Nath on Trading – V – Make that a Hundred

81). Paper trading has limited value.

82). That’s because money on the line activates your emotions.

83). Is there a holy grail? No. Stop looking for it.

84). Small edges taken to the nth – that’s what cuts it.

85). Most advisories make more money advising and less money trading.

86). Many advisories ignore sheer basics such as risk : reward.

87). Advisories are after commission and management fees rather than your long-term benefit.

88). If you’re lookig for an advisory, look hard, and don’t be afraid to keep rejecting till you find someone who knows the game and is not greedy.

89). Everything is out there, for you, for the taking, on the internet.

90). Most of this everything is free, if you just make that extra effort to get it.

91). Disclosure laws are so strict, that you can get into the un*erp*nts of a management today, literally at the speed of thought.

92). Thus, to play the market, any market, all you need is funds, due diligence and a device.

93). Due diligence gives you confidence to hold the line.

94). Funds need to be saved first. What goes into trading is that portion of your savings which you are not going to need – at all, at best.

95). Your device needs to become a seamless extension of you. Work on your device till it becomes that.

96). The best ideas are born in silence.

97). The best ideas are also the simplest in nature.

98). Sophistication is a net-net loser’s game.

99). If you’re doing it right, and if you’re not a day-trader by profession, trading takes up only a small portion of your day.

100). Life has myriads of avenues, trading being one small such aspect. Being a trader doesn’t mean losing out on life’s countless drawing boards. Trade. Fine. Live too, and live well. Do all-round justice to your opportunity.
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Born in Silence

Do you get alone-time?

Can you live with noise?

Does noise cover fact?

Can you see the forest for the trees?

Why do I ask?

Do you want your ideas to turn into multibaggers?

Bask in silence. 

There’s something about silence. 

You don’t need to think. 

Thoughts just come. 

Eventually, a blockbuster idea appears. 

Distracted, you might not even recognize it. 

It will come, and go, worthless as it is forgotten. 

Alert, you recognize it. 

You put it on paper.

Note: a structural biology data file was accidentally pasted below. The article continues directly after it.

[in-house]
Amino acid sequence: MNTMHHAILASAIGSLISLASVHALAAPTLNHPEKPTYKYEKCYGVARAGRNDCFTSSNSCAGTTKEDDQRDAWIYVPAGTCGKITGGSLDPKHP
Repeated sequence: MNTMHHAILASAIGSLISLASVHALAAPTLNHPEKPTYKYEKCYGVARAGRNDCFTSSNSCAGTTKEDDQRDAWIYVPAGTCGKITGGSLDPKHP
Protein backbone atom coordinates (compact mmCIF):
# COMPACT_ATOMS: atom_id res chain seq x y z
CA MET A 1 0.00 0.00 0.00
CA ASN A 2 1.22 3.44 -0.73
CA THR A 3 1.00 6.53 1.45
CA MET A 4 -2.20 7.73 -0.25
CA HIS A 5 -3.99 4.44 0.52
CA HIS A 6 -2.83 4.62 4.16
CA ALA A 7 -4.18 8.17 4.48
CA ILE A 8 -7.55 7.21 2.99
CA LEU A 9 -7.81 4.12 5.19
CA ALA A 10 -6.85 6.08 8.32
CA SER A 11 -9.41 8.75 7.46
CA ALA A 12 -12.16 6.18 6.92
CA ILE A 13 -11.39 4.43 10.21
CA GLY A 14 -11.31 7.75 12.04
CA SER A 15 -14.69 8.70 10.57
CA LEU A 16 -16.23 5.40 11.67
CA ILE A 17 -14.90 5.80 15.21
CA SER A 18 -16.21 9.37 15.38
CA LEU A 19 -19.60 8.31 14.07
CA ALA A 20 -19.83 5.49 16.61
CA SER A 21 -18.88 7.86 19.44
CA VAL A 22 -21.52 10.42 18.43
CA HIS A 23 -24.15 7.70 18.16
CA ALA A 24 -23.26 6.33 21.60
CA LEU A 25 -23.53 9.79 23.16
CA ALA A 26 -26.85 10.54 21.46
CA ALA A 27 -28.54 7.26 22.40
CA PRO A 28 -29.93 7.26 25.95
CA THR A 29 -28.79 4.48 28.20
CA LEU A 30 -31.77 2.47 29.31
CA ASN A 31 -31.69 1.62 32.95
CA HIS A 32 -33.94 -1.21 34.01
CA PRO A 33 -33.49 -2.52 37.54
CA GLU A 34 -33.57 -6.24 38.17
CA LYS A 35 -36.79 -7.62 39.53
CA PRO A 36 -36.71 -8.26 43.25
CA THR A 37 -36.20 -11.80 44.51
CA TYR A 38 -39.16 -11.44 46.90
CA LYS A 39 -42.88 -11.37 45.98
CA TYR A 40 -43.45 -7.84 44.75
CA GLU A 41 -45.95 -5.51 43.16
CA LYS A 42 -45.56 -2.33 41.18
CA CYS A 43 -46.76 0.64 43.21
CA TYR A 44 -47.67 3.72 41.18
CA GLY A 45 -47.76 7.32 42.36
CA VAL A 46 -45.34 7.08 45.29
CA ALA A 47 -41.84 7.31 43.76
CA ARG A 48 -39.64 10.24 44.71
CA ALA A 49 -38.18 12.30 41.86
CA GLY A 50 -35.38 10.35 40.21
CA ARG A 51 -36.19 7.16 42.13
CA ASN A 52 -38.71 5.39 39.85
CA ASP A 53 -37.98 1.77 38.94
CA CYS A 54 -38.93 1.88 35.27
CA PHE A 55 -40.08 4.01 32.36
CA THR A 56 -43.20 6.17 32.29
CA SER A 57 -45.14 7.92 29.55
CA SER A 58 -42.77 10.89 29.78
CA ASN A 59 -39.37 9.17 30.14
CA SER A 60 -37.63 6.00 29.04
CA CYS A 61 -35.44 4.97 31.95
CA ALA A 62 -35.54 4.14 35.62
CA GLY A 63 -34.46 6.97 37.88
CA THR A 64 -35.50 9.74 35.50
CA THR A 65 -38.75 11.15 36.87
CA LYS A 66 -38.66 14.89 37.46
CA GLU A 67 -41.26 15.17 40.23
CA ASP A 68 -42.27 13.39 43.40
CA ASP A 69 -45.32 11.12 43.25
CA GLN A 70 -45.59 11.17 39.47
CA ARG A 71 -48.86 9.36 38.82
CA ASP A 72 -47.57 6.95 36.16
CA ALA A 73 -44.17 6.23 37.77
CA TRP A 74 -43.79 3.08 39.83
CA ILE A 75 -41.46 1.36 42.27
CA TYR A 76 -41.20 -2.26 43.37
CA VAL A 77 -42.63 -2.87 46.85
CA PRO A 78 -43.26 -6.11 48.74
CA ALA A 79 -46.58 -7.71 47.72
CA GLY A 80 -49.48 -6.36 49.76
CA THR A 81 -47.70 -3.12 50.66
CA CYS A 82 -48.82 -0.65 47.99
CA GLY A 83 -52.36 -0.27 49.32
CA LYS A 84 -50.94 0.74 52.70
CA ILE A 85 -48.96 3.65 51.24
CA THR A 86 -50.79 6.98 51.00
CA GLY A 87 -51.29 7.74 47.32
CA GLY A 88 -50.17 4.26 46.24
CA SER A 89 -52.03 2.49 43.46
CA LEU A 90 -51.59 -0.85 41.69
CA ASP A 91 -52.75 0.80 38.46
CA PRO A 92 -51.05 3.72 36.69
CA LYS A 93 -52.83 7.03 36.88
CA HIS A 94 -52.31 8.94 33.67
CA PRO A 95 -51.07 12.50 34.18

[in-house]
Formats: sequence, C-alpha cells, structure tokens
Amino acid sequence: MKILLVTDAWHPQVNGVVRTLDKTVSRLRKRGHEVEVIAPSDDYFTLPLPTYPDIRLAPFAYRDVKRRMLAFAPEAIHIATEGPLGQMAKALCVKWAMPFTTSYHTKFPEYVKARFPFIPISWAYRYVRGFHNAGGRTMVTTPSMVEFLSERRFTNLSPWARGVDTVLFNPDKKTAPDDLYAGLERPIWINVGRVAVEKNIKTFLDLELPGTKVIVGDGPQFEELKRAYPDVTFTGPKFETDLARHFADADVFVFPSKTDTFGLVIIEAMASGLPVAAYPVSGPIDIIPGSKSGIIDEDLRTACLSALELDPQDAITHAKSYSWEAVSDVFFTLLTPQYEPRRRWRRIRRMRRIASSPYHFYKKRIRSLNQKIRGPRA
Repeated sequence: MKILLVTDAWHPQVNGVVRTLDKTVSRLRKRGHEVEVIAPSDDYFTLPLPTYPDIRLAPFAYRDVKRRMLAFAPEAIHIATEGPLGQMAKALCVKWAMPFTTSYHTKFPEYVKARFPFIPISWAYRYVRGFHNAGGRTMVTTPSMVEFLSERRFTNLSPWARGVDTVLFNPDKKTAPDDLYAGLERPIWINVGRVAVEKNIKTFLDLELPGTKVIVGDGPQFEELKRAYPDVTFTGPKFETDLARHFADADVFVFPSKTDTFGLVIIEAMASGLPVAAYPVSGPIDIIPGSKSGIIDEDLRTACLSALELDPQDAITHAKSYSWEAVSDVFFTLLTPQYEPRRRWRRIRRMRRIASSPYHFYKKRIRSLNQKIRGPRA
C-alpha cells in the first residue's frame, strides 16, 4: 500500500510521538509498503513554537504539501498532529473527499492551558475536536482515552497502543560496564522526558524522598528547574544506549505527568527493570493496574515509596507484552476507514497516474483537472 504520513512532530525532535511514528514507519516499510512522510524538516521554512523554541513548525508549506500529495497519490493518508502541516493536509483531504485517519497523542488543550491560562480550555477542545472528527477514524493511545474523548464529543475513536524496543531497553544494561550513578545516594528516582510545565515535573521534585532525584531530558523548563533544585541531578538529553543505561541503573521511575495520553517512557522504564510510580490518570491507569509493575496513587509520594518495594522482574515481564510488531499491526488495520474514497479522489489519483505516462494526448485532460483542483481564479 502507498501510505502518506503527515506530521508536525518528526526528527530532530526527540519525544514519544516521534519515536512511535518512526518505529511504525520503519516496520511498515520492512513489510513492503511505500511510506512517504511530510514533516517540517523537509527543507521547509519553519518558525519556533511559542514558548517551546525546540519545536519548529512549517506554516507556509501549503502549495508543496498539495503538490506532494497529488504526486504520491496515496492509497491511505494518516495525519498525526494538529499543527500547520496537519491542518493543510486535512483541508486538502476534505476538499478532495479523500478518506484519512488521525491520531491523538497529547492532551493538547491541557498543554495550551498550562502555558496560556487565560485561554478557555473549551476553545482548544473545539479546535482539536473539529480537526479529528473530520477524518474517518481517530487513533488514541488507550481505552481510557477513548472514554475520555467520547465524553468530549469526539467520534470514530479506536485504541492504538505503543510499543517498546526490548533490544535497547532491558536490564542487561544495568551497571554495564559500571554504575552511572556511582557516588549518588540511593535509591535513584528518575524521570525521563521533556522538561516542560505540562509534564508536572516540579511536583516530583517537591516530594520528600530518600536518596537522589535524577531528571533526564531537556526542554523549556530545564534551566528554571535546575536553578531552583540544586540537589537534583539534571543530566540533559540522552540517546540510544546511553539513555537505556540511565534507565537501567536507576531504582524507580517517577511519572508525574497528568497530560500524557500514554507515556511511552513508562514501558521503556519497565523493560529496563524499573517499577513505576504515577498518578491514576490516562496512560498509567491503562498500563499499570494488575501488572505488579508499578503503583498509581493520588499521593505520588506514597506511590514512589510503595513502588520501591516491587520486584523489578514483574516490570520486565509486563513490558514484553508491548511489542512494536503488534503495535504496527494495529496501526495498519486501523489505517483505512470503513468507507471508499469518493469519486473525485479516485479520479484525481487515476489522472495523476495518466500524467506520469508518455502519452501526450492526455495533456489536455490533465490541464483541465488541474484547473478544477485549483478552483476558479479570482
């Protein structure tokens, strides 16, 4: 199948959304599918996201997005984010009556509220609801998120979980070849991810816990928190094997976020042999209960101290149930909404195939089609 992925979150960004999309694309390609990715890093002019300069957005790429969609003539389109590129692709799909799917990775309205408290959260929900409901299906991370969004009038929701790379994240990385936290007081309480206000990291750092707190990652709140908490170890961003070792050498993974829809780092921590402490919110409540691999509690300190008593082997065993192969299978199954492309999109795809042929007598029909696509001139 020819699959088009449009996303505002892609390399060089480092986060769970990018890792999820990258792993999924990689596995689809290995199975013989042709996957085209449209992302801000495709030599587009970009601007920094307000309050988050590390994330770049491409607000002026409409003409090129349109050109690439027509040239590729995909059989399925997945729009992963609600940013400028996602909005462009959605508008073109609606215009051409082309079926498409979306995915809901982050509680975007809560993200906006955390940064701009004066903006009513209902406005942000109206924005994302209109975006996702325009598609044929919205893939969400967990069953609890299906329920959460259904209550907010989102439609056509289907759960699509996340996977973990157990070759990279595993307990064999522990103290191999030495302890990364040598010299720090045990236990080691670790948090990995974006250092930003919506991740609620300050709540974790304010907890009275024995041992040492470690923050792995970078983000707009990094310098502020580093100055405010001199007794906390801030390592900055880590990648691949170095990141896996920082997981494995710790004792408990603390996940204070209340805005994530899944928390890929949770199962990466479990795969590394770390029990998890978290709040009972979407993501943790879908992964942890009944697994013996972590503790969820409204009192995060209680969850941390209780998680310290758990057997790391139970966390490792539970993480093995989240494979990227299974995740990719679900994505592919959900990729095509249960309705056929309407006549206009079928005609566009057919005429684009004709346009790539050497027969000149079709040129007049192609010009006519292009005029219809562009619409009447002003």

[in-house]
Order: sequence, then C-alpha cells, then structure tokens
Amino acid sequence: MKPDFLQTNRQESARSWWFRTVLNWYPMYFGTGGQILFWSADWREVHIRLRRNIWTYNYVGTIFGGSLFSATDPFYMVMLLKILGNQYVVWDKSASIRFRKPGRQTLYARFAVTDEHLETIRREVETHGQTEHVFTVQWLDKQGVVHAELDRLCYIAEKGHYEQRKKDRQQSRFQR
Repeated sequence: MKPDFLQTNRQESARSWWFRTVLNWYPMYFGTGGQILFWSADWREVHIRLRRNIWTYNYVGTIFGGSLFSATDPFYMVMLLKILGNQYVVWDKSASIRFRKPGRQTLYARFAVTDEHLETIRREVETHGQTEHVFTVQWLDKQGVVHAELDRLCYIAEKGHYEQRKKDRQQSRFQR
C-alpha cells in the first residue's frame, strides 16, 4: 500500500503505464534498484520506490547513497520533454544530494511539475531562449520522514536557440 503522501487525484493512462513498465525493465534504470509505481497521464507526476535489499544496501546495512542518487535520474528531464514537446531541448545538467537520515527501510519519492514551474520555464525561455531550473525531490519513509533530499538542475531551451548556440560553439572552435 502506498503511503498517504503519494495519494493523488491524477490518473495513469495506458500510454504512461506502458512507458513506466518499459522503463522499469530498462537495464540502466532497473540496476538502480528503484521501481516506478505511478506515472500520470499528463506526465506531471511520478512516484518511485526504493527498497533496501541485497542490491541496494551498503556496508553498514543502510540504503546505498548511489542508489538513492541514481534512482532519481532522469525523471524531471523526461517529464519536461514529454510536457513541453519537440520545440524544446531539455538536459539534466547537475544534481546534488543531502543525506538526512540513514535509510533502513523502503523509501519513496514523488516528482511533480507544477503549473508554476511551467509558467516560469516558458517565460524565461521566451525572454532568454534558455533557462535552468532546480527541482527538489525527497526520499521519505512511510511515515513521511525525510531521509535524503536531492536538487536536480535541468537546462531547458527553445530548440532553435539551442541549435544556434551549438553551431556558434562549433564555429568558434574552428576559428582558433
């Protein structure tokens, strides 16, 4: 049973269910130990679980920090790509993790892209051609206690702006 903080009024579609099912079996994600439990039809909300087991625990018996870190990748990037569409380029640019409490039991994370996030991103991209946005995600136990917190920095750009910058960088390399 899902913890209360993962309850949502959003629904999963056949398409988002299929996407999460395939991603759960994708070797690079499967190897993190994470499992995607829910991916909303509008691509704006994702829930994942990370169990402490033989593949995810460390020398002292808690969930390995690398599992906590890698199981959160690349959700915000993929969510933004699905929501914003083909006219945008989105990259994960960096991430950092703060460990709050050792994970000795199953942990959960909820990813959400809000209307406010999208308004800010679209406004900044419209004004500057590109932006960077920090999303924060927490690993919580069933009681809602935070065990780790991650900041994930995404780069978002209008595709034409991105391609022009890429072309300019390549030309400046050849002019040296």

Ramifications. 

Aha. 

You see it. 

Implementation. 

Benefit. 

It was born in silence. 

The biggest money can be made when you think like no one has thought before.

Lost for Words, Mr. Nath? 

Yeah, sometimes I really am. 

With very few people, and in very few situations. 

Call it Karma. 

That’s not the point. 

In the event you find yourself in a similar situation, we’re here to size up options. 

What do we fall back on? 

Silence. 

In its solitude, a thought processes emerges. 

What are we looking for? 

Cool, calm straight-forward common sense.

Found it? 

It will speak to you. 

Let it. 

It’s got the words, remember? You don’t. 

Listen to it. 

What’s it telling you to do? 

Difficult? 

Can you do it? A yes is great here. You’re sorted already. 

No? 

Next option. 

Nothing. 

Can you sit tight? Doing nothing? Till your path emerges? Yes is good. 

No? 

Ok. 

Can you stop yourself from doing the wrong thing? 

Wrong? 

Violence, anger etc. You got it? 

How, you ask? 

Occupy yourself with something else more captivating. Possible? A yes here is your last “amicable” option. 

If it’s still a no, you might want to consider new company, or a new environment. 

Sometimes, we get stuck in life. With a person. And / or in a situation. For good reasons, we can’t get out. What’s the silver lining? 

Learning. 

Our difficult situation is ironing out some fault within us. As long as the fault remains, the situation seems desperate. No fault anymore? Situation vanishes. 

It’s called evolution. 

We don’t evolve for free.

Similarly, we don’t learn to navigate through the markets for free. 

Difficult situations teach us. They cost money.

We survive small losses through the learning process, to win big later. We want the learning process to come at an early stage, when the stakes are low. 

The biggest wins come when we use our evolution to capitalize upon a difficult situation, because we know its nuances. That’s good for the markets. 

In real life it won’t pay to take advantage of somebody’s nuances. That’s actually devolving. 

Maintaining perspective between market life and real life is an evolutionary exercise too.